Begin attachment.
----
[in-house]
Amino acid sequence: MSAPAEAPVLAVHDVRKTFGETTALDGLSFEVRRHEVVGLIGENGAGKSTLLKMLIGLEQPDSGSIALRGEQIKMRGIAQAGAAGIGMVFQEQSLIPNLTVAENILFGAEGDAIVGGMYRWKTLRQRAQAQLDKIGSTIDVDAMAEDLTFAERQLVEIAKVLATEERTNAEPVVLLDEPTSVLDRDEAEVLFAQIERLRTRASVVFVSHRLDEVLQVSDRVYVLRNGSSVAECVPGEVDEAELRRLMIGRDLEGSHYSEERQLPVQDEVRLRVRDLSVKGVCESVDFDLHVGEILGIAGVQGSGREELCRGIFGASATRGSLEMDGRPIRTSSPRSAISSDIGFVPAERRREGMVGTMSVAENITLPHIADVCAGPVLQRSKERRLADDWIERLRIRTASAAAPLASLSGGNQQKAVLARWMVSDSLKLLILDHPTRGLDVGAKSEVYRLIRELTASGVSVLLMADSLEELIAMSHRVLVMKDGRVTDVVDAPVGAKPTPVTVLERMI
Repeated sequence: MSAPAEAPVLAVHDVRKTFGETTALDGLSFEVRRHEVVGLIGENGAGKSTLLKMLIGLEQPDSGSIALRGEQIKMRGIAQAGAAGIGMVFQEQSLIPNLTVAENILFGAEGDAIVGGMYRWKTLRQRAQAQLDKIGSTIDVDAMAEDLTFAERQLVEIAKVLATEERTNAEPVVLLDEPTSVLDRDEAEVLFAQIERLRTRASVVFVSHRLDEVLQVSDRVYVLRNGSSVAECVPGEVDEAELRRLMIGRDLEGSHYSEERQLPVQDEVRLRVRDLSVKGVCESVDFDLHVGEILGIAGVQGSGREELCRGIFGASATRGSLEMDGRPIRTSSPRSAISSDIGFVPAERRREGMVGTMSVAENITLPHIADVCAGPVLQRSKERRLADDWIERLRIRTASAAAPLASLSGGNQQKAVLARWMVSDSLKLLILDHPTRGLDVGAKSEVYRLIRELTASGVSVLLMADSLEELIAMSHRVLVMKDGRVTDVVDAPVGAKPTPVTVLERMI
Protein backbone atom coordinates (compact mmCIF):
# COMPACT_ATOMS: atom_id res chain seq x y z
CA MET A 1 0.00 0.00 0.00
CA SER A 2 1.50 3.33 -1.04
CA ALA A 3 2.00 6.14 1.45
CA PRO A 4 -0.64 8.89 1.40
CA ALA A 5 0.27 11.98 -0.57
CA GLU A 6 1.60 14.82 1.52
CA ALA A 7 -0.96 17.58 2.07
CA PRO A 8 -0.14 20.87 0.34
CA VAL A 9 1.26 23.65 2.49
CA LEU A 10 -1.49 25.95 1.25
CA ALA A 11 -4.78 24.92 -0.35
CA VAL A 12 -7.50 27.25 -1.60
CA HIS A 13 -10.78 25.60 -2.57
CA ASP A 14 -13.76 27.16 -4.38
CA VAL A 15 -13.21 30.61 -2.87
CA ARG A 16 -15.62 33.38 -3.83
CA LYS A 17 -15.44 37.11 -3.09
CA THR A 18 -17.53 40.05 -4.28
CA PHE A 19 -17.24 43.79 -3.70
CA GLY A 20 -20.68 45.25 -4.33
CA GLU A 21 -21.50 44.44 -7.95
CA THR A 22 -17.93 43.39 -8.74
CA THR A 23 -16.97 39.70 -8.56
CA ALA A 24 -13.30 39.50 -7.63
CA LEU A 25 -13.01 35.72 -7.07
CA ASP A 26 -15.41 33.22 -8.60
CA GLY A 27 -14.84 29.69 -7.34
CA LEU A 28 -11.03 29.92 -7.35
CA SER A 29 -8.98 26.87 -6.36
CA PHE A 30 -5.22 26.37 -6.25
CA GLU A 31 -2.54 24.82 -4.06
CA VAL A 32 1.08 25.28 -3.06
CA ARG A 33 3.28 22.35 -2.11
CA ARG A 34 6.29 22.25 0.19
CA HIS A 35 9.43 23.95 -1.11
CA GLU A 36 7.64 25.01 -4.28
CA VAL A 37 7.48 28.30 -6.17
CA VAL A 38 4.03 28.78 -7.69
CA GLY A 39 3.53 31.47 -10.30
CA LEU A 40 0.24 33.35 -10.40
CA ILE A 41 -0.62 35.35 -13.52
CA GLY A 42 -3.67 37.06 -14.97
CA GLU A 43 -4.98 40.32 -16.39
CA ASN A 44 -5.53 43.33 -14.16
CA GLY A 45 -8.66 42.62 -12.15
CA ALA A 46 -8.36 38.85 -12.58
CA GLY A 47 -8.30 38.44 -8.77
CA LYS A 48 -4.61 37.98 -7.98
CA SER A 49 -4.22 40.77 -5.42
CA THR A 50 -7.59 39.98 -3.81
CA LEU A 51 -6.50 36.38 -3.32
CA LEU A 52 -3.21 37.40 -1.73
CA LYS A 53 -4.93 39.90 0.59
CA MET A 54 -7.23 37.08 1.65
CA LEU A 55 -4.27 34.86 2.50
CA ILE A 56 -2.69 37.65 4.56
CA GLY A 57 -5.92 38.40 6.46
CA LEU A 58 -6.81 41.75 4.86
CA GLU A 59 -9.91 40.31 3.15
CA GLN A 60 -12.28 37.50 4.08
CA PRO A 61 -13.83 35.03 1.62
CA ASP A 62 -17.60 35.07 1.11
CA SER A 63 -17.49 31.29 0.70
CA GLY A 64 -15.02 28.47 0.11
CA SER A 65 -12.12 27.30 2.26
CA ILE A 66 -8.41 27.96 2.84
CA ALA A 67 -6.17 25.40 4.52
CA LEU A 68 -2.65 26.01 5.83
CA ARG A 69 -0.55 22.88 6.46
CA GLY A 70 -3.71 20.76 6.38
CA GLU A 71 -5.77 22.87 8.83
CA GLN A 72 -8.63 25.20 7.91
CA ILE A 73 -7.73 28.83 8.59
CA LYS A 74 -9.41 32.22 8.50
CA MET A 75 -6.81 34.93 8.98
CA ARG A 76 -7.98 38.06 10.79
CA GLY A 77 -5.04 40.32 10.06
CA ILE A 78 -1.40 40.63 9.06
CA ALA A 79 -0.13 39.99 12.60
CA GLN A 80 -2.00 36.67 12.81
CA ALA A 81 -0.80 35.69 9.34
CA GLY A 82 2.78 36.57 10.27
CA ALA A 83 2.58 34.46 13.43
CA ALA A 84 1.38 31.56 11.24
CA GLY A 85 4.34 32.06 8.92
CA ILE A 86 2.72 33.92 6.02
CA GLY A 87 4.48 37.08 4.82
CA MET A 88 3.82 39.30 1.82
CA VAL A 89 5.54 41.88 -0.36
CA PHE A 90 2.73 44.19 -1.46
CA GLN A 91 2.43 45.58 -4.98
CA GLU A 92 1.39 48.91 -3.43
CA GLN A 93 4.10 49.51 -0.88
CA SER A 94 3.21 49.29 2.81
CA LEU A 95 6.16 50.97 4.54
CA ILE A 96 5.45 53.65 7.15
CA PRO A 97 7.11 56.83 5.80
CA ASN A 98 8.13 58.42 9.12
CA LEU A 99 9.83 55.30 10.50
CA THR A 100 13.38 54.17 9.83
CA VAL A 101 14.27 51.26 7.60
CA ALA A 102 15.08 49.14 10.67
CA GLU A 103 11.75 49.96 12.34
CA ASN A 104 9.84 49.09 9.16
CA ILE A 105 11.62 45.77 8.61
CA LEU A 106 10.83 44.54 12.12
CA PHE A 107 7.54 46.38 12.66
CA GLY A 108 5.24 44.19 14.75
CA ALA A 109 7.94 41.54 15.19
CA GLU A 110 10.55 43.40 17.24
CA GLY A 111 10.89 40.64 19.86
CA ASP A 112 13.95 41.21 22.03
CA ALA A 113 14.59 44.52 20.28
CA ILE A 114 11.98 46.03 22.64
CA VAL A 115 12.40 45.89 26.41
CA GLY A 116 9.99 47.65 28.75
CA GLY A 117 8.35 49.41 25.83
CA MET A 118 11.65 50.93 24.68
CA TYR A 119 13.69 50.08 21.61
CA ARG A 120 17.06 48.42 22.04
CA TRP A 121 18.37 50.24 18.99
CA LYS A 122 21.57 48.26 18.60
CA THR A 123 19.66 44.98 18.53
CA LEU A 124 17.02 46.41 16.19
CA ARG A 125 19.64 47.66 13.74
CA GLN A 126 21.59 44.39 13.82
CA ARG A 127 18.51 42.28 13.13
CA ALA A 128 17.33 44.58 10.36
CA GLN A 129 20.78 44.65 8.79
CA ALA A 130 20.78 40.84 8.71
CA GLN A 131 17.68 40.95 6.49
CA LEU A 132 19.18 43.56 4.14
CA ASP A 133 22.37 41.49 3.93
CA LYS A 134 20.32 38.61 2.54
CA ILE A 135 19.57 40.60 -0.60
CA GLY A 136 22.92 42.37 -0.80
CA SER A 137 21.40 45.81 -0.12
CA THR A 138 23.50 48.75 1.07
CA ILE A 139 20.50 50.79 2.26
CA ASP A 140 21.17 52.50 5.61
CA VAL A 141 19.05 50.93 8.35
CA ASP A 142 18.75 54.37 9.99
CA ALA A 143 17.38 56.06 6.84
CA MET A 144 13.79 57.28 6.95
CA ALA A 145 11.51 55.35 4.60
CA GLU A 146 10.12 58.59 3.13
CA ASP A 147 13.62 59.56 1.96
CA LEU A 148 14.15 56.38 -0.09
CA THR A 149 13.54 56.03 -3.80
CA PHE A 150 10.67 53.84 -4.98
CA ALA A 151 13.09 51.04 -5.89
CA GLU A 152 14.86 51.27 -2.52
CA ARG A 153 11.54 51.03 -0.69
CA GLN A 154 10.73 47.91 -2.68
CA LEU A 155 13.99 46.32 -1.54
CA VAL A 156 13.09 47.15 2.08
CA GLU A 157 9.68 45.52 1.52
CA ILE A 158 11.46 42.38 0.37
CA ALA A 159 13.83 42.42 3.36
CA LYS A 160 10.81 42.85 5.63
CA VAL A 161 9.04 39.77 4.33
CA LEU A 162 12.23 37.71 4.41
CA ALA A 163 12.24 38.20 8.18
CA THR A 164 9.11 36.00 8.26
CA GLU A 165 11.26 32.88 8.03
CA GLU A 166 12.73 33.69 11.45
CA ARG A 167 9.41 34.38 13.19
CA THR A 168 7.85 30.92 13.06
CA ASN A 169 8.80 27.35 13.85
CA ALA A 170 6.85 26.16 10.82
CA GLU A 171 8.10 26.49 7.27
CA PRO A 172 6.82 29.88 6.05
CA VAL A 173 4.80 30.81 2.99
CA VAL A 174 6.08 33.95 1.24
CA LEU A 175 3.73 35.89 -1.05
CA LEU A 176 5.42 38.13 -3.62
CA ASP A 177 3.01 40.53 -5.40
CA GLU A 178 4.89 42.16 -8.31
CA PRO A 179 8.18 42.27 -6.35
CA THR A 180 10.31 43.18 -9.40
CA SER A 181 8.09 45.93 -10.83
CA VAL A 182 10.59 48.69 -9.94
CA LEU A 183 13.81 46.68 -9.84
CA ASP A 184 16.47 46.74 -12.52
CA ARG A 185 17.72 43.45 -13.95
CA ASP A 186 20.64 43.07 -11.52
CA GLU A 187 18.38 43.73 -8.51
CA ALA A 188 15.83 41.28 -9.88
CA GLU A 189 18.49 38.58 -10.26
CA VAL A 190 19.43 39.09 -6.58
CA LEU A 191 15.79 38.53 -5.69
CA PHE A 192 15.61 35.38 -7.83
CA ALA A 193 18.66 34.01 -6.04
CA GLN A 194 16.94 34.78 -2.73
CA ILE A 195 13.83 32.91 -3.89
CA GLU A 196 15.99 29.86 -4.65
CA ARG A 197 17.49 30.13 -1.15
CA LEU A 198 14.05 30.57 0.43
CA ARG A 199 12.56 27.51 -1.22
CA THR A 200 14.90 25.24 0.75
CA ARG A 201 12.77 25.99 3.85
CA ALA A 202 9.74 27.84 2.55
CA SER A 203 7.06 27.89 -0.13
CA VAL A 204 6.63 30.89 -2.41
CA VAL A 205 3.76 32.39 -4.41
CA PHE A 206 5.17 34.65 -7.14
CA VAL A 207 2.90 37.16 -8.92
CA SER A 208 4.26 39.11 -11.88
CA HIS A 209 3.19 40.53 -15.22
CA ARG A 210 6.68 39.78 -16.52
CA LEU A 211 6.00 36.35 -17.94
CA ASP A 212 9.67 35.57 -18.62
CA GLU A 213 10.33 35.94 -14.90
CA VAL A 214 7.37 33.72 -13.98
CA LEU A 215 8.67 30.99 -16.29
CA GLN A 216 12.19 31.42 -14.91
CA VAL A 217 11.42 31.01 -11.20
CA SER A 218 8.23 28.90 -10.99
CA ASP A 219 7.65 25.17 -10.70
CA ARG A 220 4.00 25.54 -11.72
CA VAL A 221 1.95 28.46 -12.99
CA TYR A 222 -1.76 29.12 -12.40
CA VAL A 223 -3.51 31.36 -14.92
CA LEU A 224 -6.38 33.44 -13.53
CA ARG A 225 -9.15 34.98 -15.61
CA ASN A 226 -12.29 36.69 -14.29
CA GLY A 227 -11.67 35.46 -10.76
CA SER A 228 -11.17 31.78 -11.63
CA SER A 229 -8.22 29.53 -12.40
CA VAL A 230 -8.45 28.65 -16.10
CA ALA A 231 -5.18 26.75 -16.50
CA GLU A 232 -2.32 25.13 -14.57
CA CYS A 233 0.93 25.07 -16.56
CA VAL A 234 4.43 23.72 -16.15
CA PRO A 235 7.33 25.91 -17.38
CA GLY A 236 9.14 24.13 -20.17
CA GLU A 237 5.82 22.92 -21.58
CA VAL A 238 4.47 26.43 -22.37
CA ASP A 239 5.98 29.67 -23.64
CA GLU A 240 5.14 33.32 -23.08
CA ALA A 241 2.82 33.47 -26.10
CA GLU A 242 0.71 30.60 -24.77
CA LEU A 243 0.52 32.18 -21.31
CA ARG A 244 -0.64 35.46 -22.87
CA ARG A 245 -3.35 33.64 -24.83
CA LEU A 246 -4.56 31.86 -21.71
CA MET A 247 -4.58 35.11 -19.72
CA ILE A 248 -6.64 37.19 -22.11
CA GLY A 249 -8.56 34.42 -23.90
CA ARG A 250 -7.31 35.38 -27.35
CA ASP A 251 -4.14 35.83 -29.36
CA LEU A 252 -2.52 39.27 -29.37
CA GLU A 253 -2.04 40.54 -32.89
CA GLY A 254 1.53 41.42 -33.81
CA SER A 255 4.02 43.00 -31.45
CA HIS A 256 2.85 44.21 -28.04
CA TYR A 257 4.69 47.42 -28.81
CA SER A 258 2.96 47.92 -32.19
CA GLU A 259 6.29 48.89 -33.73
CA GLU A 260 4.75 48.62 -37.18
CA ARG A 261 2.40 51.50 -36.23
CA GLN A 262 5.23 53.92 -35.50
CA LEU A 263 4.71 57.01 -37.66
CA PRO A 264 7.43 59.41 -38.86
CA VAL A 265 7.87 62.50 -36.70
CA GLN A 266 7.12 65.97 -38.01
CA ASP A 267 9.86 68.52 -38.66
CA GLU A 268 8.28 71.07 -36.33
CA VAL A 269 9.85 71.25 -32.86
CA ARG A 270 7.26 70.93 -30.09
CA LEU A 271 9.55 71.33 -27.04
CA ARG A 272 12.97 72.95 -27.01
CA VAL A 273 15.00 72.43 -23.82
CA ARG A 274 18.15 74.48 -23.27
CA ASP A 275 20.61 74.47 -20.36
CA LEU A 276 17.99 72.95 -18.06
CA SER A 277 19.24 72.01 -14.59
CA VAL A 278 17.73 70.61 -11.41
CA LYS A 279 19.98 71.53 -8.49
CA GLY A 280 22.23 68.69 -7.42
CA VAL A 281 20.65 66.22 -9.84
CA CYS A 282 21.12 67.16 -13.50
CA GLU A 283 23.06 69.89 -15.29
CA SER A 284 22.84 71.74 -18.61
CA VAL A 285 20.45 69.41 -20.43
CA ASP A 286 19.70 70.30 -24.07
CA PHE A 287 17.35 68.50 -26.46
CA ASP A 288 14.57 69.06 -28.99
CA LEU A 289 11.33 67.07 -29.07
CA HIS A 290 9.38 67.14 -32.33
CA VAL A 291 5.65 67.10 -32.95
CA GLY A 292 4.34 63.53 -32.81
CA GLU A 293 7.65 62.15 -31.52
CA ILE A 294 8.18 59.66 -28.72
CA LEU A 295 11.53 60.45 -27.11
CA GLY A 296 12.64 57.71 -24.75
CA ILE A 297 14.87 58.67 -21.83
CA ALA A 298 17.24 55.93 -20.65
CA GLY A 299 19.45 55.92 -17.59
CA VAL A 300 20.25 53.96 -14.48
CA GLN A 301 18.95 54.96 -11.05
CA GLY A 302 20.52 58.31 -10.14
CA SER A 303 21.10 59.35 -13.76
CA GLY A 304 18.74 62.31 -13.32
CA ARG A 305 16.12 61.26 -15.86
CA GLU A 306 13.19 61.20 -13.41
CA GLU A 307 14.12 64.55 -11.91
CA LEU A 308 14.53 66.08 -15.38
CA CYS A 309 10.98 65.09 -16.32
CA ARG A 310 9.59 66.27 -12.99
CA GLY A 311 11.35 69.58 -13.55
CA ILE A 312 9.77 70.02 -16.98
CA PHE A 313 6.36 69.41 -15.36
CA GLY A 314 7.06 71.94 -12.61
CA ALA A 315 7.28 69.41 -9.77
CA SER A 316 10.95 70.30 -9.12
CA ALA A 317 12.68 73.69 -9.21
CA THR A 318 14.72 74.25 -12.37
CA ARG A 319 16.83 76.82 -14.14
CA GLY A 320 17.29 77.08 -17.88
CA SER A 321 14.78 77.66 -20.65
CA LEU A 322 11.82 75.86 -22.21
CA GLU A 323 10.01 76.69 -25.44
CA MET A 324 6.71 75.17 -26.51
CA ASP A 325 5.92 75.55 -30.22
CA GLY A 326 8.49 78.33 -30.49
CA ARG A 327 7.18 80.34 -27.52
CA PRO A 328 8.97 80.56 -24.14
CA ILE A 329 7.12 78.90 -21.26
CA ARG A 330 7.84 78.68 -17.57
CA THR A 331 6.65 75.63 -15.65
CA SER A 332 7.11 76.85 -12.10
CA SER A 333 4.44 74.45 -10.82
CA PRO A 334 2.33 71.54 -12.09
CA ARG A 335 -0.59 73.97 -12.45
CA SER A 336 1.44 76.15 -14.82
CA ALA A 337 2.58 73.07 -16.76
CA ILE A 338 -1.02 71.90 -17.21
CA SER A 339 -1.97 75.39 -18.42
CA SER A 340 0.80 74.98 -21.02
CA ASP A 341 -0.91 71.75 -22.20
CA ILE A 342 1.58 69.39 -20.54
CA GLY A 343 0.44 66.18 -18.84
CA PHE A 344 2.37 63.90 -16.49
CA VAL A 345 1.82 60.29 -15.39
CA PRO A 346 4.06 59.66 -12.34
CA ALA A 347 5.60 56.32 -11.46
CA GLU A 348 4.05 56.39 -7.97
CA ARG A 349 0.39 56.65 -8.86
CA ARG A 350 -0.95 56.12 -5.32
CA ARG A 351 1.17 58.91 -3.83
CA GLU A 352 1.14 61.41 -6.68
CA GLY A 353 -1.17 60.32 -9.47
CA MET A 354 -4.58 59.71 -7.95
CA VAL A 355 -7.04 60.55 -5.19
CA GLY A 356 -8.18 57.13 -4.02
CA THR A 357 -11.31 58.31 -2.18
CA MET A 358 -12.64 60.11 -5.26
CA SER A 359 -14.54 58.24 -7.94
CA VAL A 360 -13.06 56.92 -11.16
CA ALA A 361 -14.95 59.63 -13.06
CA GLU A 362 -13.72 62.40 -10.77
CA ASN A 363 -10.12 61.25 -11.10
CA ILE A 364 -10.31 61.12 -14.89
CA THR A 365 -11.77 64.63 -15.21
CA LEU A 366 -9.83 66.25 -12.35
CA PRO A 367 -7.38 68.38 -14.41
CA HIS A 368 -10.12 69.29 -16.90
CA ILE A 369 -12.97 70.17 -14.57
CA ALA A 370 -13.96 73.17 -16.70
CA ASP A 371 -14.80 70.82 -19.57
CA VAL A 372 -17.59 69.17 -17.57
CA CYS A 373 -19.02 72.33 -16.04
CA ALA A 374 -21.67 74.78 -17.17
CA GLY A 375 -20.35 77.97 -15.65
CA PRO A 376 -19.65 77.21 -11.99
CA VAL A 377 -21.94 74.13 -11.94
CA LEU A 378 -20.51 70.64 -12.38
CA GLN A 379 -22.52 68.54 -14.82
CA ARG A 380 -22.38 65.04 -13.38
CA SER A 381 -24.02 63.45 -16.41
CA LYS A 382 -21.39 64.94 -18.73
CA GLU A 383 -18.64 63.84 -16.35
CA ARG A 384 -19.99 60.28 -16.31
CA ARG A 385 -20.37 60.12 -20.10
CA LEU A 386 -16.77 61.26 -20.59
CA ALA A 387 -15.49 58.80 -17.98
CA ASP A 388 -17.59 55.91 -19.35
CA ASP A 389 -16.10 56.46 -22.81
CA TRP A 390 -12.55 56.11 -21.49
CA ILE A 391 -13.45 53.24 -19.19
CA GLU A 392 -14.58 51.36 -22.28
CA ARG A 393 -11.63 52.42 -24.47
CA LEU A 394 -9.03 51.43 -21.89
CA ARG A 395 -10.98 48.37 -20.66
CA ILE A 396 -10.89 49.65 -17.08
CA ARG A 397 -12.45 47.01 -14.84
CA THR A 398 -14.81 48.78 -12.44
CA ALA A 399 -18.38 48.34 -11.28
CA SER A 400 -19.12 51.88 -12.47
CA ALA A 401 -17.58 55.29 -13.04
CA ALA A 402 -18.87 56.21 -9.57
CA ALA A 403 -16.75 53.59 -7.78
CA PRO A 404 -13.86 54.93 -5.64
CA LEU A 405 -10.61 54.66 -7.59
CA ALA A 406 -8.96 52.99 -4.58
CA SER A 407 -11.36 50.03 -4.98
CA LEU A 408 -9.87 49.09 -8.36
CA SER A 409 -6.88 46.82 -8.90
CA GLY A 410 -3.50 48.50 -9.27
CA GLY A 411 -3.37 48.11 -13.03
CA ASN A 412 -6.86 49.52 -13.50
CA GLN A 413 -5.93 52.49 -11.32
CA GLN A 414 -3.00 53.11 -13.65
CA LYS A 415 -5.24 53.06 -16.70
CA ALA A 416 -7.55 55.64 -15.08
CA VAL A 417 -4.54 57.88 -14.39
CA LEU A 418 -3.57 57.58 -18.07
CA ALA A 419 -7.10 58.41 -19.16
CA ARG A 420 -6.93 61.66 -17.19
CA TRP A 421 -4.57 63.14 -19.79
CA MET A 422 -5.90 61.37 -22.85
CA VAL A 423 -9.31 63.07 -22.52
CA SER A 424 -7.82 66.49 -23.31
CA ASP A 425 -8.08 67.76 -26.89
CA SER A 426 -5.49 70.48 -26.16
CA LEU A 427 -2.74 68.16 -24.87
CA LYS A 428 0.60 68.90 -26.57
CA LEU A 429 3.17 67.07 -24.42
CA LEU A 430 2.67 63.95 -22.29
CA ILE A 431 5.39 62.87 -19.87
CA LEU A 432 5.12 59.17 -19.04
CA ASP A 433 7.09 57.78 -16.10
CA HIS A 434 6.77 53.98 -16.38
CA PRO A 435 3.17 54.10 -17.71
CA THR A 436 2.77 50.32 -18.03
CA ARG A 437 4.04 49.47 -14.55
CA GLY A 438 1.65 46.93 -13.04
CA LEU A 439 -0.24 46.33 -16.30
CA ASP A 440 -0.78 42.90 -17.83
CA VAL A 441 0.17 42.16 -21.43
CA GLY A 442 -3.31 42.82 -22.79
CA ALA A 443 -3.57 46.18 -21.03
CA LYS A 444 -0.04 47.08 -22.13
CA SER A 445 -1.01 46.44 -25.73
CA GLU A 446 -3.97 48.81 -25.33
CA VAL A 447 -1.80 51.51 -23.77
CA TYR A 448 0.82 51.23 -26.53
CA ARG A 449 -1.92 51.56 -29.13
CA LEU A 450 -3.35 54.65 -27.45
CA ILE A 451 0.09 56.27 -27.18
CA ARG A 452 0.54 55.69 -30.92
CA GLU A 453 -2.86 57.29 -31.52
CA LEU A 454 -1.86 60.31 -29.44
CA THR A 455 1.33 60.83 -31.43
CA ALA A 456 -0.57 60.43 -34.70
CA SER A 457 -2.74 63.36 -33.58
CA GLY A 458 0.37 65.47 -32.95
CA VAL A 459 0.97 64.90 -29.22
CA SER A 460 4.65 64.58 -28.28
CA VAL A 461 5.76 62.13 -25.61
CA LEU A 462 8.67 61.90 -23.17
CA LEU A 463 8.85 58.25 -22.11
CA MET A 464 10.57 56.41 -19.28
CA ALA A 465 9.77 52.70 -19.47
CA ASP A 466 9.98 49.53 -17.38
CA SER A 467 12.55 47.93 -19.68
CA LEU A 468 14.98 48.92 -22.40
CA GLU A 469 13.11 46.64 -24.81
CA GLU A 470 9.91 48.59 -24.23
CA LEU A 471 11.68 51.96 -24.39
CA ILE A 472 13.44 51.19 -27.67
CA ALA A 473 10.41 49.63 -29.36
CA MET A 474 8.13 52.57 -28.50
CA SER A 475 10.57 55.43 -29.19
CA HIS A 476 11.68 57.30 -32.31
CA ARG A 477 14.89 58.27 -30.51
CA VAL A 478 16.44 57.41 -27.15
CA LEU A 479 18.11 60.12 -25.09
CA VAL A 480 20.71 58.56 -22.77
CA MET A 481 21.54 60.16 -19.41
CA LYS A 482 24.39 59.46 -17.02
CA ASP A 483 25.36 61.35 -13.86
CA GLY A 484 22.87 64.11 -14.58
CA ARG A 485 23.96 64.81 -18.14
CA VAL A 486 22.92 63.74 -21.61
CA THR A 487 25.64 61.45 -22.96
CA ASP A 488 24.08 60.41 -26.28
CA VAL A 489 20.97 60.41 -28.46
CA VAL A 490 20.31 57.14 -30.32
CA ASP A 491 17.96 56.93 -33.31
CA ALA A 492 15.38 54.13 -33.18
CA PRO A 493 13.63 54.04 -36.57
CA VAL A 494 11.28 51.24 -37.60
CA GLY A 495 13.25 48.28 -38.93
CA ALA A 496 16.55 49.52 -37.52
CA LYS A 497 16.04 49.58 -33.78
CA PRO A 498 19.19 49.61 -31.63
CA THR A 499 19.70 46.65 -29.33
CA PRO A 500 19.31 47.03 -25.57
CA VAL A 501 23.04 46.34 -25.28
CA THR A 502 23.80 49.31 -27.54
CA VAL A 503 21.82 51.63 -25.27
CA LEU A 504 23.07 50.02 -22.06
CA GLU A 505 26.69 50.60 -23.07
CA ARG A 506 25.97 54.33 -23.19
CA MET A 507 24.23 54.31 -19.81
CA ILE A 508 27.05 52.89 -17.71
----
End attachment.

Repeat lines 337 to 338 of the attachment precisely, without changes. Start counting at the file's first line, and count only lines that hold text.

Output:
CA SER A 332 7.11 76.85 -12.10
CA SER A 333 4.44 74.45 -10.82